Immune reconstitution inflammatory syndrome

Revision as of 02:55, 10 May 2017 by Mholtz (talk | contribs)

Background

  • Also called IRIS
  • Definition-Disease or pathogen specific inflammatory response in HIV infected patients after initiation or re-initiation of ARV therapy or after change to more active ARV therapy.
  • Usually low CD4 counts and high viral loads at time of ARV initiation
  • Can occur at any CD4 count
  • Occurs usually within 4-8 weeks after initiation of therapy

Clinical Features

Major Presentations

  • TB- worsening TB symptoms
  • MAC- localized lymphadenitis, pulmonary disease, systemic inflammation indistinguishable from active MAC
    • MAC-IRIS patients are not bacteremic
  • Cryptococcosis- worsening meningitis symptoms
  • CMV-Retinitis, Vitritis, Uveitis
    • IRIS due to CMV can cause vision loss
      • mean time to vitritis 20 weeks
  • Hepatitis B or C- transient transaminitis difficult to distinguish from drug induced cause
    • hepatic flares usually mild, may decompensate cirrhotics.
  • Progressive multifocal leukoencephalopathy- worsening focal neuro lesions, changes on MRI
  • Kaposi's Sarcoma- worsening Kaposi's
  • Autoimmune diseases- Pre-existing autoimmune disorder exacerbation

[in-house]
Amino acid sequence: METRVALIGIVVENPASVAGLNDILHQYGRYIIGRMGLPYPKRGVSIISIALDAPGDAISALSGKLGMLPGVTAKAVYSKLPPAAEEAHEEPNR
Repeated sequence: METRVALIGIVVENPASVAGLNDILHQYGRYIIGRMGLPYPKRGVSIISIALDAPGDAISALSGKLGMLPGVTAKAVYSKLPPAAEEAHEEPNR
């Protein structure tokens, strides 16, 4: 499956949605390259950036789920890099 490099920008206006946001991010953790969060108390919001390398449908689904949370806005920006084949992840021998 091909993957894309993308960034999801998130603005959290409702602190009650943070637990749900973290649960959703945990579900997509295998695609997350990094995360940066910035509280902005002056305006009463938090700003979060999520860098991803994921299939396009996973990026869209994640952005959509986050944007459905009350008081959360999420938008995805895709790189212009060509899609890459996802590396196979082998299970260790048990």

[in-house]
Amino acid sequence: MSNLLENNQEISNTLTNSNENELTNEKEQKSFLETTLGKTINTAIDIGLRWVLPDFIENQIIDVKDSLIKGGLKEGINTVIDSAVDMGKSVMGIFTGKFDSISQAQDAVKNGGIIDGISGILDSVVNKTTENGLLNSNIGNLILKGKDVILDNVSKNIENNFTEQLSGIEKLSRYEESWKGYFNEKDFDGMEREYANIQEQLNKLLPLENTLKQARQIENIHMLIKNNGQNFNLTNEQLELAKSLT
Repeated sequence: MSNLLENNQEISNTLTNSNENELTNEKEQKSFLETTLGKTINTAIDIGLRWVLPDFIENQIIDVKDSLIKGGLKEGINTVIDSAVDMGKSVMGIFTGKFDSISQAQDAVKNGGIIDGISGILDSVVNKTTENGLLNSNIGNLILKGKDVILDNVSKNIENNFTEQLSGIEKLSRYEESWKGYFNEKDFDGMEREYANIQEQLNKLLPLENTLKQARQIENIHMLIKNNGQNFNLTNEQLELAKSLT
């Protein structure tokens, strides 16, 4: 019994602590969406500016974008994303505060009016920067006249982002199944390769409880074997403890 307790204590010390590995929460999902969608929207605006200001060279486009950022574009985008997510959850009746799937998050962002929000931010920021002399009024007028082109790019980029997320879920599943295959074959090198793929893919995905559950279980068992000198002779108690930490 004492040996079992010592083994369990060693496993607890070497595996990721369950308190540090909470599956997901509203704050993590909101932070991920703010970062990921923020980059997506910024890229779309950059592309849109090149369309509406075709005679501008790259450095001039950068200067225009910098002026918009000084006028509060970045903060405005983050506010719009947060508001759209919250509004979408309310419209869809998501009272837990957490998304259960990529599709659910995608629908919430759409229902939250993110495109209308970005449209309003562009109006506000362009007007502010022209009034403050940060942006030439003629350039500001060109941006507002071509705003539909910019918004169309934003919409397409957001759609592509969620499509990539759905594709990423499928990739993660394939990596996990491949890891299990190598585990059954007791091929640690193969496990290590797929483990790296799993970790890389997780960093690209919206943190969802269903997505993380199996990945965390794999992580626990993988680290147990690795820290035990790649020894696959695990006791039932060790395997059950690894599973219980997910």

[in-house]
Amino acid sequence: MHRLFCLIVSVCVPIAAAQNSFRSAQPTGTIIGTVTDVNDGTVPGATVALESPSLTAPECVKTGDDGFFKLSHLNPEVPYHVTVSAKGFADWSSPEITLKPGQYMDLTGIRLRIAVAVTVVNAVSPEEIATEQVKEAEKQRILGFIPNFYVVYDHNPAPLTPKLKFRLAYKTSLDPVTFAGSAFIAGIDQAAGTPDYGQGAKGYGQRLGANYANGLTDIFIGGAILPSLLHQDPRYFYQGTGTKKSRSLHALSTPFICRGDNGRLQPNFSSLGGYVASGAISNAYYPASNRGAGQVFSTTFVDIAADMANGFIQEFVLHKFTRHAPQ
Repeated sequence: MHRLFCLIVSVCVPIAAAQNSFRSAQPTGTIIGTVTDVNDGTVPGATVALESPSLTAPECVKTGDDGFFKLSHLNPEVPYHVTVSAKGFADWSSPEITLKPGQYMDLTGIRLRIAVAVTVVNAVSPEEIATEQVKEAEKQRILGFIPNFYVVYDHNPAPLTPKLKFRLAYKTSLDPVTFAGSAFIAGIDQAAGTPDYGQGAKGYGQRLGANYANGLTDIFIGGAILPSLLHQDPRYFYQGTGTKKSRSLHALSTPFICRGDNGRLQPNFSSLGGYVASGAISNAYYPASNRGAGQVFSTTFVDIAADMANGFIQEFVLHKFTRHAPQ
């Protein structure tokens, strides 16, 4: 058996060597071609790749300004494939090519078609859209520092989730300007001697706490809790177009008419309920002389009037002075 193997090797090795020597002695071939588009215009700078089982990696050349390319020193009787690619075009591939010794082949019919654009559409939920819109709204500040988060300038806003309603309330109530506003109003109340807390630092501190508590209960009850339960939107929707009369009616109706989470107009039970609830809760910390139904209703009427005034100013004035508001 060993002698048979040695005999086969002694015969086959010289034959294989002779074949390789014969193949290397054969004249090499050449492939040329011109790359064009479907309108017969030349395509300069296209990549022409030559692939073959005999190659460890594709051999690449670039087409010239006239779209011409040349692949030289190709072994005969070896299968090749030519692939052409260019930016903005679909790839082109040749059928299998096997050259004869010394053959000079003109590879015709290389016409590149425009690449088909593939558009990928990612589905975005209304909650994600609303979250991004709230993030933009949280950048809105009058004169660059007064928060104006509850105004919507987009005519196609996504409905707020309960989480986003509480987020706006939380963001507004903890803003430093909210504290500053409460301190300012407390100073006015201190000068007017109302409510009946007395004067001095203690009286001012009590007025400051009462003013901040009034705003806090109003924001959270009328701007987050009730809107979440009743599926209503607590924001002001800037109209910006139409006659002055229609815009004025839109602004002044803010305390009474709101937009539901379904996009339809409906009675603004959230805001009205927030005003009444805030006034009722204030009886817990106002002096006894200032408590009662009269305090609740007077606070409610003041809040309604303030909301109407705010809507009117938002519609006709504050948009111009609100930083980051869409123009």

Minor Presentations

Differential Diagnosis

  • New infection not associated with IRIS (i.e. bacterial meningitis)
  • Opportunistic Infection

HIV associated conditions

Evaluation

  • Index of suspicion with known recent initiation of ARV's
  • System specific testing (CXR, LP etc)

Management

Mild IRIS

  • Standard therapy for offending opportunistic info (i.e. acyclovir for HSV)
  • Largely supportive care
    • NSAID's for mild symptoms
    • Inhaled steroids for pulmonary symptoms
  • Continue ARV except in severe IRIS (see below)

Severe IRIS

  • Defined as a threat to functional status or permanent disability (i.e. vision loss from CMV)
  • Severe IRIS- prednisone 1-2mg/kg (consult HIV/ID) for 1-2 weeks then taper

Disposition

  • Admit for severe IRIS.
  • Dispo in conjunction with HIV/ID consult.

See Also

External Links

  • www.hivguidelines.org

References

  1. Gutteridge, David L MD, MPH, Egan, Daniel J. MD. The HIV-Infected Adult Patient in The Emergency Department: The Changing Landscape of the Disease. Emergency Medicine Practice: An Evidence-Based Approach to Emergency Medicine. Vol 18, Num 2. Feb 2016.